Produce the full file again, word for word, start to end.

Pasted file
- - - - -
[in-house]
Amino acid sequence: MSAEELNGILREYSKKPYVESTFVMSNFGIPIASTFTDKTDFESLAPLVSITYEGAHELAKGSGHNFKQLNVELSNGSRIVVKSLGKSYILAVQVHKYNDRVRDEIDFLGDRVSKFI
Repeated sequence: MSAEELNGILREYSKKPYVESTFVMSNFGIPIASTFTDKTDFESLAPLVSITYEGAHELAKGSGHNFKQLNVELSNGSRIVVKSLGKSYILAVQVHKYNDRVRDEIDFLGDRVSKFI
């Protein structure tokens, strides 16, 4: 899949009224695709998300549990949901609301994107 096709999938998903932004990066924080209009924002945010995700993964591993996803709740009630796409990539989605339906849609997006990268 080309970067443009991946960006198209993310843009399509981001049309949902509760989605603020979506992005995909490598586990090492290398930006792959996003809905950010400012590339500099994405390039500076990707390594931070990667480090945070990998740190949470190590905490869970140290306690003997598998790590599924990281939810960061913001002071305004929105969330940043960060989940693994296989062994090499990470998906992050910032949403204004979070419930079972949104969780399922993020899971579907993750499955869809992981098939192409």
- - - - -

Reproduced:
[in-house]
Amino acid sequence: MSAEELNGILREYSKKPYVESTFVMSNFGIPIASTFTDKTDFESLAPLVSITYEGAHELAKGSGHNFKQLNVELSNGSRIVVKSLGKSYILAVQVHKYNDRVRDEIDFLGDRVSKFI
Repeated sequence: MSAEELNGILREYSKKPYVESTFVMSNFGIPIASTFTDKTDFESLAPLVSITYEGAHELAKGSGHNFKQLNVELSNGSRIVVKSLGKSYILAVQVHKYNDRVRDEIDFLGDRVSKFI
């Protein structure tokens, strides 16, 4: 899949009224695709998300549990949901609301994107 096709999938998903932004990066924080209009924002945010995700993964591993996803709740009630796409990539989605339906849609997006990268 080309970067443009991946960006198209993310843009399509981001049309949902509760989605603020979506992005995909490598586990090492290398930006792959996003809905950010400012590339500099994405390039500076990707390594931070990667480090945070990998740190949470190590905490869970140290306690003997598998790590599924990281939810960061913001002071305004929105969330940043960060989940693994296989062994090499990470998906992050910032949403204004979070419930079972949104969780399922993020899971579907993750499955869809992981098939192409």